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Go organic in Oly

Olympia Food Co-op is pure nature

The Olympia Food Co-op offers natural foods hard to find anywhere else. Photo credit: Molly Gilmore

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The Olympia Food Co-op's focus on local, organic and bulk foods sets it apart from many grocery stores. But underneath what's on the shelves and in the freezers, there's another difference:

The co-op is a community - a community of workers who make decisions collaboratively and a community of shoppers, most of whom are members and many of whom volunteer in the stores or serve on the board of directors.

It's a community where kids under 12 receive a free fruit or vegetable on each visit and where regular shoppers find themselves bumping into friends, neighbors and colleagues.

"The way the community comes together here is amazing," says Grace Cox, who's worked at the co-op since 1984. "I can be in the aisles working and a customer has a question about something that I don't know much about, and pretty soon another customer in the aisle is sharing what they know.

"The day after the election, people came here to find other people who might be having the same sense of grief or fears that that election engendered in a lot of people," she adds. "It provides this interesting community space. People come here to make friends."

The co-op, celebrating its 40th anniversary this year, has amassed 30,000 members since it began with a tiny downtown store.

Anyone can shop at the two current locations - one on each side of town - but prices are marked up 10 percent for nonmembers. A lifetime membership costs $29, and free memberships are available to seniors, people with disabilities and those with low incomes.

The Eastside store's deli means that it doubles as an eatery, and the Westside has a dedicated garden center and a Free Store, where people can donate what they no longer use and browse for something new. The co-op offers classes on topics from using and sharpening garden tools to making homemade gummies and marshmallows.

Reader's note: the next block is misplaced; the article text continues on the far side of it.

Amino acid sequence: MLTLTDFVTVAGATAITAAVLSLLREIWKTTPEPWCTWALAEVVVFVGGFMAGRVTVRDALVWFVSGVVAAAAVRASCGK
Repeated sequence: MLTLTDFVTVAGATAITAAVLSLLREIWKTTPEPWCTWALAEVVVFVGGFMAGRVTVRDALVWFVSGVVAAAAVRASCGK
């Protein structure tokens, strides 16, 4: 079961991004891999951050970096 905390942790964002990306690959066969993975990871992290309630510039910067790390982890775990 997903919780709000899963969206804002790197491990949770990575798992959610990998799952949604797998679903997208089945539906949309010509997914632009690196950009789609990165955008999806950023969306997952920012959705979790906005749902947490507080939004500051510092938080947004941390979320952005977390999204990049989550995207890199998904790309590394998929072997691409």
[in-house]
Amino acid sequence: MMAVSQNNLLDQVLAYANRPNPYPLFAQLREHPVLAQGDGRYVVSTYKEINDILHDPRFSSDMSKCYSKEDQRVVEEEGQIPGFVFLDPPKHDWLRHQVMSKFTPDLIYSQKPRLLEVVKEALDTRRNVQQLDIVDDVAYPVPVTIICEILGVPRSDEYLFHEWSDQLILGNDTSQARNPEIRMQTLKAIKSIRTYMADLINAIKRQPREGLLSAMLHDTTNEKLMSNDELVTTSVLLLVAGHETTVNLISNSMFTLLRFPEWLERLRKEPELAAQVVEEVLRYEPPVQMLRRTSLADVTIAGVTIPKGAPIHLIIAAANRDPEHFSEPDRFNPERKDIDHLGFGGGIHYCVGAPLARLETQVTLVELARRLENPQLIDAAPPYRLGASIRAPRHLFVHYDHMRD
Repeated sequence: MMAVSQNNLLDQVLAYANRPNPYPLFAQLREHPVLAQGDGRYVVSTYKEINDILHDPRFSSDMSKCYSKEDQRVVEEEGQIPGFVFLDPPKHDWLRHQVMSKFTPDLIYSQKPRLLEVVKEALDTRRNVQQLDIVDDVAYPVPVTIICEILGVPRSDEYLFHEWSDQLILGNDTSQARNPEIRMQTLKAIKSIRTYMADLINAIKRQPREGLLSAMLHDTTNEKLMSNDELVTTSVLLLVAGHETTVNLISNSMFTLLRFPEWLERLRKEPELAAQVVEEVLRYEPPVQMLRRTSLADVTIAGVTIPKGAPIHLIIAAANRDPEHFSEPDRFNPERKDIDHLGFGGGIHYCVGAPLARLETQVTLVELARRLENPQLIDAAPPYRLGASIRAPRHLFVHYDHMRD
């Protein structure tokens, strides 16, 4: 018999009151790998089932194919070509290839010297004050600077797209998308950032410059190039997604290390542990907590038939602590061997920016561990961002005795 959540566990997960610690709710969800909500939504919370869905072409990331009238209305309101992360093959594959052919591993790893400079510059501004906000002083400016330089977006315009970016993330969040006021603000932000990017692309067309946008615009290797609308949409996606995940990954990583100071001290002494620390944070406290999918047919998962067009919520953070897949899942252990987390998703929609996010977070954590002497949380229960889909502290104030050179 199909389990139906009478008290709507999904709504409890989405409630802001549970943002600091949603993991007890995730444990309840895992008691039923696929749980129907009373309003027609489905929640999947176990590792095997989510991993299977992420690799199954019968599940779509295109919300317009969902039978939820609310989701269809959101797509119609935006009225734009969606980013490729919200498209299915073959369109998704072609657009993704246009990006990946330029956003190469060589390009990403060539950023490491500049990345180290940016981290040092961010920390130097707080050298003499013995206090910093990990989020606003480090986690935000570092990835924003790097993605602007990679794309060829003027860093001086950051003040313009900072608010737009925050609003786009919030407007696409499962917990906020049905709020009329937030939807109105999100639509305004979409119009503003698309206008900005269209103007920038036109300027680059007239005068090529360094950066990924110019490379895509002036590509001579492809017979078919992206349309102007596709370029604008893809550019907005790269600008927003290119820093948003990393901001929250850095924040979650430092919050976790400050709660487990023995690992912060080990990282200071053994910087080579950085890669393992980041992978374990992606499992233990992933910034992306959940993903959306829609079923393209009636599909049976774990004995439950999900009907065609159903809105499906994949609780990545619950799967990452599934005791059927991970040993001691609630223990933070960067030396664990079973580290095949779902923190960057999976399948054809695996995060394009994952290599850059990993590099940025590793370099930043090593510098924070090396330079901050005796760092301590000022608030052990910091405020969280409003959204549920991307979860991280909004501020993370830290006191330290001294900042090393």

Of course, groceries are the main event, and the commitment to community continues when it comes to what's on the shelves and in the freezers.

"The goal we hold most dear is providing good food to more people," Cox says. The co-op tries to keep markups low and offers a 10 percent discount for people with low incomes.

"Good food" means that as many items as possible are organic and made without genetically modified ingredients, and it goes beyond that. "We are concerned about how products are produced in terms of labor standards and how far the products have to travel," Cox says. "We try to be as ethical as possible."

It also means local food that supports the local economy. The stores carry items from more than 100 local and regional farmers and producers, with local goods that go way beyond the produce department. Think Cobb's Half Baked Cheesecake, which is vegan, gluten free and made in Olympia, or super-smooth Exquisite N Traditional hummus, made in Tumwater.

Then there's the food prepared in the store. The Eastside's deli makes it a popular lunch spot. There's a salad bar, hot soups - African chicken peanut and coconut cashew curry carrot are among the favorites - and pre-made sandwiches. (Soup and sandwich selections are listed on co-op's website,

If there's any drawback to dining in, it's that so many people are doing it. It can be a challenge to snag a table at lunchtime - though the Eastside store is being refreshed and reorganized, so there's hope of a bit more space for tables.

"We're going to give it some love," Cox says.

Eastside Olympia Food Co-op, 8 a.m. to 9 p.m. daily, 311 Pacific Ave. SE, Olympia, 360.956.3870,

Westside Olympia Food Co-op, 8 a.m. to 9 p.m. daily, 921 Rogers St. NW, Olympia, 360.754.7666,

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